- Panel - Intelligent services/Information management -- Apart for my comment about the use of the conjunction of intelligent and services in the title, this panel on analytics was one of the best with a good balance between statements from the panelists and questions from the audience. It even seemed like it would never have never stopped if it wasn't for the need to switch to Ann Windblad's keynote and the gala dinner. Represented on the picture, from left to right: Cisco, Shimane University, SAP, Google, HP and National University of Singapore.
- Jim McDonnell, Sr. Director of Cisco's Smart Services Technology Group, made a point about the migration from reactive to predictive and proactive services. And the importance of advanced visualization to complement analytics, to capture more intellectual capital about data and improve access and leverage of data on the cloud.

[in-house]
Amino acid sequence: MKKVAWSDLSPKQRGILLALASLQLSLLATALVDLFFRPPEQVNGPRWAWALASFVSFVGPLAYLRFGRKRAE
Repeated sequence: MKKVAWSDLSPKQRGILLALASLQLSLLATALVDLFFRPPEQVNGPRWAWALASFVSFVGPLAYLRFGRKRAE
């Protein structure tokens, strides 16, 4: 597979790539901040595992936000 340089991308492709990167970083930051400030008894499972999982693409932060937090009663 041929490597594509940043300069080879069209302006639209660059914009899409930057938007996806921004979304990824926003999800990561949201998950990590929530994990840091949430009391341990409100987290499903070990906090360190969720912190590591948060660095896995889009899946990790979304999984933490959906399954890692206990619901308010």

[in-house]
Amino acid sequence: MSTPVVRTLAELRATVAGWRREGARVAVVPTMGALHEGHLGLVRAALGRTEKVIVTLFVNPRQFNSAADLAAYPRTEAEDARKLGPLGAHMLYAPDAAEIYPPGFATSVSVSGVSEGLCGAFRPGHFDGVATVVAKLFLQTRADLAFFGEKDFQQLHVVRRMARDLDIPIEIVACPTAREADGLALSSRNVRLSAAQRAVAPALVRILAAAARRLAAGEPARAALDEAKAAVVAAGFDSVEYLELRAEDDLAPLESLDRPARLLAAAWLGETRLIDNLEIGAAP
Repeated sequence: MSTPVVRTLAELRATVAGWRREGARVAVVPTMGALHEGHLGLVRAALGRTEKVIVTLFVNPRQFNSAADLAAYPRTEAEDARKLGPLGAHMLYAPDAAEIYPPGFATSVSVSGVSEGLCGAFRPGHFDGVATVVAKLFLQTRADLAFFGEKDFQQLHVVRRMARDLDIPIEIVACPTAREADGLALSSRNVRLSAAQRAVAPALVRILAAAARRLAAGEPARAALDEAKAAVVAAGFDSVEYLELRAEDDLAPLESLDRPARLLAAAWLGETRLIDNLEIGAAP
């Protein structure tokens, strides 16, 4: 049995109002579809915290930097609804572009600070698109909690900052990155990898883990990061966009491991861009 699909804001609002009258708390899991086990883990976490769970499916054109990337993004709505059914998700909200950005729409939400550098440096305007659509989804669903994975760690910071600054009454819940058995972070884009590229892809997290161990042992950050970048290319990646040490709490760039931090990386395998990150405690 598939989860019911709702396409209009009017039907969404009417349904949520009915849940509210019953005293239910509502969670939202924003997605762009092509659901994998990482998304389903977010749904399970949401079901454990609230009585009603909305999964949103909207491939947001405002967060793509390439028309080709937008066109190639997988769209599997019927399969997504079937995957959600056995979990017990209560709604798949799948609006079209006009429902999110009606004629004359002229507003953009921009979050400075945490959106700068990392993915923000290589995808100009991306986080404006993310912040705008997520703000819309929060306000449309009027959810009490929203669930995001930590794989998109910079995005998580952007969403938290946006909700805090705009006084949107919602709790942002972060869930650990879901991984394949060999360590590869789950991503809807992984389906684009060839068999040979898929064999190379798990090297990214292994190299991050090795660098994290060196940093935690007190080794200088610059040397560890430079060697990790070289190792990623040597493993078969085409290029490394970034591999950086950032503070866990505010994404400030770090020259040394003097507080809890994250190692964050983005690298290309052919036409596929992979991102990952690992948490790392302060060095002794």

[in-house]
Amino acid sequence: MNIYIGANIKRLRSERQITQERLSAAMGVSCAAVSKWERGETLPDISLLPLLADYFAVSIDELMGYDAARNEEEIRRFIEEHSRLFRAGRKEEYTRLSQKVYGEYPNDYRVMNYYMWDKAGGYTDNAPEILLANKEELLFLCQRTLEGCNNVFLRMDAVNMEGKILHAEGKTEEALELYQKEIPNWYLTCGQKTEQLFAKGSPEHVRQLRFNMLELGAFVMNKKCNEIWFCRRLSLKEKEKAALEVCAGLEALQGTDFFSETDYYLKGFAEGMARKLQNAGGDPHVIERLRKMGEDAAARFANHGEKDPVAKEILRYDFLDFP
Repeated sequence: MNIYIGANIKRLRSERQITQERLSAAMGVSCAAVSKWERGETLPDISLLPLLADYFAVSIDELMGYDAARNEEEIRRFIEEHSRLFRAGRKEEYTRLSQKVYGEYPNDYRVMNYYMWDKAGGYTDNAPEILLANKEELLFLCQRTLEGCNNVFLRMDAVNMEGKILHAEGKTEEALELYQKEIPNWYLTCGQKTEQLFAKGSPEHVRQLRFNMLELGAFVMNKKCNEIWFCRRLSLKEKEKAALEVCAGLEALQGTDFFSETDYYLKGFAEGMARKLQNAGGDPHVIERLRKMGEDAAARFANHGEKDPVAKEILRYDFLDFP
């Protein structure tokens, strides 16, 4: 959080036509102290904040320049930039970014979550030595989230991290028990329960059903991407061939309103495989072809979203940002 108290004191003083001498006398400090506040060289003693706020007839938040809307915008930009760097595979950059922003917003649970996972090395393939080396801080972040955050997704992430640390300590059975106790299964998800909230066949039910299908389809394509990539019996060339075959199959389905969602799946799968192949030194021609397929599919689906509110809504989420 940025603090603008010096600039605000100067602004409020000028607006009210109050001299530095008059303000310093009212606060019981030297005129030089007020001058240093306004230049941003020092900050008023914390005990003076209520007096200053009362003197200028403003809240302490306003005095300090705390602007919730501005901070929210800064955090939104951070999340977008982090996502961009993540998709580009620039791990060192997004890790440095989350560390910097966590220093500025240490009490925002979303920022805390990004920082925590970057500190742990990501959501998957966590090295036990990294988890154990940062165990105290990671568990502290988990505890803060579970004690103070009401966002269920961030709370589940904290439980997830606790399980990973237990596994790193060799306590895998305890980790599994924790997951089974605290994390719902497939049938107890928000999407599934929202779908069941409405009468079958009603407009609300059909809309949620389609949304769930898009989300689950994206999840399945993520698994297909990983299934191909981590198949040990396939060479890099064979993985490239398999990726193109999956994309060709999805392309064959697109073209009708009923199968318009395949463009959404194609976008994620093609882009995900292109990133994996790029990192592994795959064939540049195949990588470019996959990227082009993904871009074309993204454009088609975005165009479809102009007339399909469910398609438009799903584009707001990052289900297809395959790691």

- From SAP, Vish Agashe, responsible of information and data-related initiatives, stated that the line between the operational and analytical worlds was getting blurrier. That more and more decisions were taken at the point of transaction and the decision shelf life of data was constantly reducing. Therefore, insights need to be prescriptive and/or predictive. Vish also made the case of leveraging social networking techniques and concepts on back office data (for instance, upon learning about a major event such as a tsunami or a merger announcement, contact your suppliers or clients who may be impacted to determine the impact on your own business).
- Despite Hemanth Puttaswamy's introduction (moderator), Daniel Russell, Research Scientist at Google, did not reveal trade secrets about Google's search algorithms, but showed the power of BigData, Google's own implementation of the largest database in the world, with an SQL-like and super fast terminal line interface. Unfortunately, with the delay caused by the black out in the morning, I missed Daniel's second keynote scheduled during the dinner.